Nine million Americans have access to a free government cell phone or data plan thanks to the Lifeline program. That may sound like a huge number, but the simple fact is the program assisted nearly eleven million low-income Americans as recently as 2017. But even that number looks small when compared to 2012 when the number of free government cell phone customers crested at 17.6 million.
In those heady days, the Lifeline program had a healthy $2.1 billion budget, almost twice the number of dollars currently allocated.
But now we’ve reached a time in which 47 states have suffered severe declines in Lifeline subscribers. Oregon is up by 15% but the two remaining states, Indiana and Louisiana, have managed to stay even. Barely. Meanwhile, the District of Columbia is down by 49%, Mississippi has plunged by 37%, and Wyoming has tailed off by 36%.
What has caused the precipitous decline in the number of Lifeline customers? USAtoday.com says attributes it to a number of factors.
Our first thought is that the booming economy between 2017 and early 2020 meant more working Americans and that meant far fewer qualified for the program. But a little something called the coronavirus messes with that concept despite the V-shaped recovery we’ve experienced.
In 2012, reforms placed stricter controls on Lifeline funds and created a subscriber database to reduce duplicate accounts. These reforms, along with an improving economy, led to a decline in Lifeline subscribers.
Over the past two years, the FCC has been introducing a computer system that, by automatically confirming eligibility for Lifeline subscribers and taking the review process out of the hands of providers, was supposed to further prevent fraud. A year after the 2018 rollout, however, the screening system isn’t working as planned.
The computer system, called the National Eligibility Verifier, lacks access to key federal and state databases needed to check eligibility. Enrollment is down in several states where the verifier is fully launched. In Mississippi and Wyoming, for example, it has dropped by more than one-third since the rollout began.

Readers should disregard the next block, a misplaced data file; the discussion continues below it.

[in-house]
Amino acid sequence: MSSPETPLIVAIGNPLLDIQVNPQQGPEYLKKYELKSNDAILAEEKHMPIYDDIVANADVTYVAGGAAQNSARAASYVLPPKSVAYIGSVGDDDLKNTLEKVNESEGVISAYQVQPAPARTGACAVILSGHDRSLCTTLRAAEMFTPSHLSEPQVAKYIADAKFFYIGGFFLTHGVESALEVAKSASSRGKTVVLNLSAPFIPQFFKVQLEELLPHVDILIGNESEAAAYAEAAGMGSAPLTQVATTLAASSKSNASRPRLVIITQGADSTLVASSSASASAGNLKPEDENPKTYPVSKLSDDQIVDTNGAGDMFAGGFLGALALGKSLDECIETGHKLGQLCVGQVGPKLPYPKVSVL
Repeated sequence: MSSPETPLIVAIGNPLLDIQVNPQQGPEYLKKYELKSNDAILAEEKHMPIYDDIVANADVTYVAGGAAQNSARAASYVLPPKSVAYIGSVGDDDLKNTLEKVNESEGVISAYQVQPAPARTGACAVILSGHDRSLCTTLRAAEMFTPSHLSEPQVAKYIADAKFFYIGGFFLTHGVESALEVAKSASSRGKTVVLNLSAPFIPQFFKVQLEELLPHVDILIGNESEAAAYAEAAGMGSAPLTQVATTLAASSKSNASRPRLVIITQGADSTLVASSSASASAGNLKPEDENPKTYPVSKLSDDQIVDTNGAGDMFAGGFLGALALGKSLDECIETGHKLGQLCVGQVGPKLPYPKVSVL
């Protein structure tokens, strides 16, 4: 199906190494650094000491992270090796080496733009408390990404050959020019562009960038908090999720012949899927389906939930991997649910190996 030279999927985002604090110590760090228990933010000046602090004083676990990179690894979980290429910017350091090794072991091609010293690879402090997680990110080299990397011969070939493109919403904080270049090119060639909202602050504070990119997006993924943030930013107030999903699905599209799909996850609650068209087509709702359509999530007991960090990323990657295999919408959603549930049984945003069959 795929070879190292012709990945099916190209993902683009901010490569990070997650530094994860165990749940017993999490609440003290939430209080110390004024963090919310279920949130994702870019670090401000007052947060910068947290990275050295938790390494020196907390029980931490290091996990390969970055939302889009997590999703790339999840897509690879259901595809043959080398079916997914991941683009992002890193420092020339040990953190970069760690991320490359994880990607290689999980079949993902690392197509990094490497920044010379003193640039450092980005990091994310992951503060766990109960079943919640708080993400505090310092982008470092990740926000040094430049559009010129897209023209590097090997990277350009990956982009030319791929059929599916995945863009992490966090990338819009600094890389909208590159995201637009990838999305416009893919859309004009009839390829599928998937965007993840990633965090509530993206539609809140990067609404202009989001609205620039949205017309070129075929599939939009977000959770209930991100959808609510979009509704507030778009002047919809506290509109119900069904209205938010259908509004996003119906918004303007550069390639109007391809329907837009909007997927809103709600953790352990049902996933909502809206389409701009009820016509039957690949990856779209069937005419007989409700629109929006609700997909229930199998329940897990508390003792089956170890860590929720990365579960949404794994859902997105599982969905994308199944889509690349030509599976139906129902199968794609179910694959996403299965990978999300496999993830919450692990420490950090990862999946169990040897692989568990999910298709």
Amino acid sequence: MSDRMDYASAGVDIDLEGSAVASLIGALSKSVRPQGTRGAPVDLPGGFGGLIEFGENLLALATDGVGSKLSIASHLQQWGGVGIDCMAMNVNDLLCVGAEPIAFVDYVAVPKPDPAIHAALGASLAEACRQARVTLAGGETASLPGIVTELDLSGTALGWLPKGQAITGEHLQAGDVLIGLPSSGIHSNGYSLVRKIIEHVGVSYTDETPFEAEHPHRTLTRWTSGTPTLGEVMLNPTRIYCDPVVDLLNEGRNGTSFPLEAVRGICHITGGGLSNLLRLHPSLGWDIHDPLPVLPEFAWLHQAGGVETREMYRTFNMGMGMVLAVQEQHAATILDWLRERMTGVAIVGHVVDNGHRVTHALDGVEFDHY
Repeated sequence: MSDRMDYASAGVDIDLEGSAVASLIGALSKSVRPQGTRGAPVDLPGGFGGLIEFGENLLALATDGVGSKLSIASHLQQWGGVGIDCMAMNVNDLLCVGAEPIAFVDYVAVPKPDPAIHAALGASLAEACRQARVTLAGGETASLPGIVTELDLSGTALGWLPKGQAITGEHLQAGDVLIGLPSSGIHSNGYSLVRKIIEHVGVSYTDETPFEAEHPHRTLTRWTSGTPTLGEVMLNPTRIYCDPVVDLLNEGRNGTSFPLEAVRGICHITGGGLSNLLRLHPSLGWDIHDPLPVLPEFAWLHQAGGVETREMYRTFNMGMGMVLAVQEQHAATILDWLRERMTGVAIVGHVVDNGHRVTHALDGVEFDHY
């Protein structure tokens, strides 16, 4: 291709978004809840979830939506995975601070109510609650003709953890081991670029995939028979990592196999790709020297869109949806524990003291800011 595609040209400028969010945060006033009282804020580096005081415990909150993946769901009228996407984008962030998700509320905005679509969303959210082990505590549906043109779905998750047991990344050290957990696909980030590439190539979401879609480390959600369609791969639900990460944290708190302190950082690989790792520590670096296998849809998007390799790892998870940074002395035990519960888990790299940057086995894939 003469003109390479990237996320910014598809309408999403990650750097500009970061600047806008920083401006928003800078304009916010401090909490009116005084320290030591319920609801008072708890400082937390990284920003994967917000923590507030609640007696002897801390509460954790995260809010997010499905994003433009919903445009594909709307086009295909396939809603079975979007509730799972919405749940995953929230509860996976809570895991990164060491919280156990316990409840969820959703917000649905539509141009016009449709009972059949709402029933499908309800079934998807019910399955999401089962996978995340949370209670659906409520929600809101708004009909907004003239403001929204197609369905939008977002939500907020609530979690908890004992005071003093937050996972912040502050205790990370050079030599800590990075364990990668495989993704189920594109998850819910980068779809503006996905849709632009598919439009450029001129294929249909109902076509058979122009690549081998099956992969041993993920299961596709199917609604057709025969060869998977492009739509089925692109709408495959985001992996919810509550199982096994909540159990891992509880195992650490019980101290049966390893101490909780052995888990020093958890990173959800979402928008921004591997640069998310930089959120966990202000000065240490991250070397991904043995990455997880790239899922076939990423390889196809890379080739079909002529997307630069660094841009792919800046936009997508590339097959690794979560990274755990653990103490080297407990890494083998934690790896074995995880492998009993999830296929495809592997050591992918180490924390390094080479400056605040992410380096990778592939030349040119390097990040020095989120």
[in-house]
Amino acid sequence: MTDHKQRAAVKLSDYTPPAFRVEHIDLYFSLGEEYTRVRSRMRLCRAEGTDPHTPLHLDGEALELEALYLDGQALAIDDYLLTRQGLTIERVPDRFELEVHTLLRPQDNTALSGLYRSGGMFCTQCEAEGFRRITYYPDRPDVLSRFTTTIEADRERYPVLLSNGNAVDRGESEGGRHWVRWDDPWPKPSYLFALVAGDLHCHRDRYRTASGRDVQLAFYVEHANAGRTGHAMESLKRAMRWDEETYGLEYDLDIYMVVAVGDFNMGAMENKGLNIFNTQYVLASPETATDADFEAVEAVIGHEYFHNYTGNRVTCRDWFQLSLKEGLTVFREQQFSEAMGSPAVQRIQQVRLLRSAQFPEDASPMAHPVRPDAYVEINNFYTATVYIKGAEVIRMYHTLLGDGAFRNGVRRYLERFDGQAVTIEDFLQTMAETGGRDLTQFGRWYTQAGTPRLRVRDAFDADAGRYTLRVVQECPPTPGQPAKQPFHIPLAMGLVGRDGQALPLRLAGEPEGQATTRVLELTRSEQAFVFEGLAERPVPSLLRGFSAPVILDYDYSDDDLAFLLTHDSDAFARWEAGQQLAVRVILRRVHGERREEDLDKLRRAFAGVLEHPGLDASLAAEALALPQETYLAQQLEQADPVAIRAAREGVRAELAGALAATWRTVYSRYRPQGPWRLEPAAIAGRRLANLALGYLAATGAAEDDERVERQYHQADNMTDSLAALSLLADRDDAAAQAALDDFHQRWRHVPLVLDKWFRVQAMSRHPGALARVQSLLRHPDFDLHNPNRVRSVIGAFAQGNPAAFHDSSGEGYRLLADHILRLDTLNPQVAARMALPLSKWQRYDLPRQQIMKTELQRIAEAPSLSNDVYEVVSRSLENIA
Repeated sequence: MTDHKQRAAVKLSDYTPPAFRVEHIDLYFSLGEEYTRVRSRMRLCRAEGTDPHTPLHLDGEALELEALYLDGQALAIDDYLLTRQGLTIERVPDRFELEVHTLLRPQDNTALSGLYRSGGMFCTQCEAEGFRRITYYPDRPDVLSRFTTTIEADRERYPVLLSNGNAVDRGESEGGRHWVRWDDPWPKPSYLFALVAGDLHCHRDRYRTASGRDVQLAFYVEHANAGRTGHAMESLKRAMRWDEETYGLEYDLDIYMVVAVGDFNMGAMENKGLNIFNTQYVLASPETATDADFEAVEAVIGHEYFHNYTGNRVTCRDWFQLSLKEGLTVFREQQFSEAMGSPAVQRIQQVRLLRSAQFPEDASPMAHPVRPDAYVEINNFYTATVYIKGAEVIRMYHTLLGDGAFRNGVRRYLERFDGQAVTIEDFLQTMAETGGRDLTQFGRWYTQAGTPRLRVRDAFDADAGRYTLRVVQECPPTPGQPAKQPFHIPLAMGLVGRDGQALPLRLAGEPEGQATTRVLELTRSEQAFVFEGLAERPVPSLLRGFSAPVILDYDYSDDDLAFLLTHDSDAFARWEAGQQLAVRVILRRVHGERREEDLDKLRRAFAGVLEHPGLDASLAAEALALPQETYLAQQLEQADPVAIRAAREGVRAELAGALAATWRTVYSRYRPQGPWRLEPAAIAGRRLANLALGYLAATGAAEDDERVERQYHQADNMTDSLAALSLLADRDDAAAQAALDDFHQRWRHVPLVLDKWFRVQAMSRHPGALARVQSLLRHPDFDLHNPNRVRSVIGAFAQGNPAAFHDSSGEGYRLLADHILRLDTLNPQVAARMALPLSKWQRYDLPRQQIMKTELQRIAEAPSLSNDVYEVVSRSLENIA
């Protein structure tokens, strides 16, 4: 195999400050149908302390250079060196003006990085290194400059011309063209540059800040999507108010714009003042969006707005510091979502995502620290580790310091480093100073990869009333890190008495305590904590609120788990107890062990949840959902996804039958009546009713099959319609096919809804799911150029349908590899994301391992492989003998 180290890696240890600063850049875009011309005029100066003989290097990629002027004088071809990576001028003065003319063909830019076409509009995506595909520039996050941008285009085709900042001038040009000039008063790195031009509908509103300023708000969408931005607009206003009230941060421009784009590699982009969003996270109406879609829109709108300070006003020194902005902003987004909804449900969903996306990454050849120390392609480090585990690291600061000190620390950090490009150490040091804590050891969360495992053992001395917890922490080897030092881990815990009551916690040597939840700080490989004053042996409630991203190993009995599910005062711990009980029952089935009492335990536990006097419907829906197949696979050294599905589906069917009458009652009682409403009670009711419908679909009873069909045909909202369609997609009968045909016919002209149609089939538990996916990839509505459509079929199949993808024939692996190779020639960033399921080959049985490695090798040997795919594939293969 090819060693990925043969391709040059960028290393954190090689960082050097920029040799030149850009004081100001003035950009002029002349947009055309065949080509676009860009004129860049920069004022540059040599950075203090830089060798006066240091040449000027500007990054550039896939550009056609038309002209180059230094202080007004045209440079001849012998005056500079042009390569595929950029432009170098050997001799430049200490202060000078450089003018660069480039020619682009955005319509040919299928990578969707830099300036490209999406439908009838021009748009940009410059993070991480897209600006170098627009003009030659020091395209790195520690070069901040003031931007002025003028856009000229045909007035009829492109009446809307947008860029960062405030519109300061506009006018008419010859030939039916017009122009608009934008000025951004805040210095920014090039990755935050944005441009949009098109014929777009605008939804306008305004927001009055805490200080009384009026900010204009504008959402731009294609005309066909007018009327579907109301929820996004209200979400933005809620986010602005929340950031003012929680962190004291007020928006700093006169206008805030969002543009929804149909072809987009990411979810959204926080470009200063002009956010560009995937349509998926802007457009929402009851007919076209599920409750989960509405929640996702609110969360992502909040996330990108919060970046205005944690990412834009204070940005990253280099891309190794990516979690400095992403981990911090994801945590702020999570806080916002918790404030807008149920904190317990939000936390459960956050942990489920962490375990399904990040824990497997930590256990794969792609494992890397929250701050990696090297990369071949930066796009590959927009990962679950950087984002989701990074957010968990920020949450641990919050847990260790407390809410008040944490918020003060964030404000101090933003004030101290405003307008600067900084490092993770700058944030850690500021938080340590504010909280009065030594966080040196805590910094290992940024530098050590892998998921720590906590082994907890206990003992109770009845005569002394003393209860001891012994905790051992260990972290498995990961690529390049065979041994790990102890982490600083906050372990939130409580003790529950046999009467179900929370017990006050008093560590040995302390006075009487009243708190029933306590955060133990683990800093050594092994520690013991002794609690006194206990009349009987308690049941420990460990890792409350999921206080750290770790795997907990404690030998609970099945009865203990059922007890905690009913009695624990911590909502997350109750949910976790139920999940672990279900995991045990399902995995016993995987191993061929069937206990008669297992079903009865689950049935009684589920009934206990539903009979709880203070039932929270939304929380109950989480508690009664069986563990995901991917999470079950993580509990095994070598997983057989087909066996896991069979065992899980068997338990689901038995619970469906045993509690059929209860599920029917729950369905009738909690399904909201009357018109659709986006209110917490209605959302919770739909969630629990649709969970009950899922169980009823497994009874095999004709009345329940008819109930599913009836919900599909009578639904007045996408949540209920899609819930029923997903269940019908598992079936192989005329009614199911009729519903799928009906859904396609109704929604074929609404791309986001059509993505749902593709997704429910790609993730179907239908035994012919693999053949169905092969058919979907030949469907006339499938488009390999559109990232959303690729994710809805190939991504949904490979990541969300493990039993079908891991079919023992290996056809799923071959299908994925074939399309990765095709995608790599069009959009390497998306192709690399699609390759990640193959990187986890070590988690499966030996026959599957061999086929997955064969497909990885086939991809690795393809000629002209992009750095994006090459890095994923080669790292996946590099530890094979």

In an emailed statement, FCC spokesman Mark Wigfield said the steep drop in subscribers shows the crackdown is working.
“Given the high rate of improper payments in the Lifeline program,” Wigfield wrote, “it makes sense that subscribership in the program is decreasing as more anti-fraud efforts take effect.”
Other well-intentioned proposals may backfire, causing the number of subscribers to plummet even further.
The Federal Communications Commission, the government agency that supervises the Lifeline program, wants to increase the amount of mobile data service providers must offer each month, and simultaneously reduce the number of free minutes. While this sounds an improvement that directly addresses the needs of our changing world, critics fear unintended results. To be specific, they know that data costs more than voice minutes and forcing service providers to offer more of the former and less of the latter will put a profit squeeze on participating companies. The “experts” fear that weaker companies will drop out of the program, offering consumers fewer choices.
Is this news black or white? Positive or negative? Good or bad?
Mark Twain, author of American classics such as Tom Sawyer, Huckleberry Finn, and many others, once observed, “There are three kinds of lies: lies, damned lies, and statistics.”
This may well be one of those cases.
States with the greatest change in Lifeline enrollment from March 2018 to June 2019
|State||Change since 2018|
|District of Columbia||-49%|
SOURCE: A Center for Public Integrity analysis of USAC data.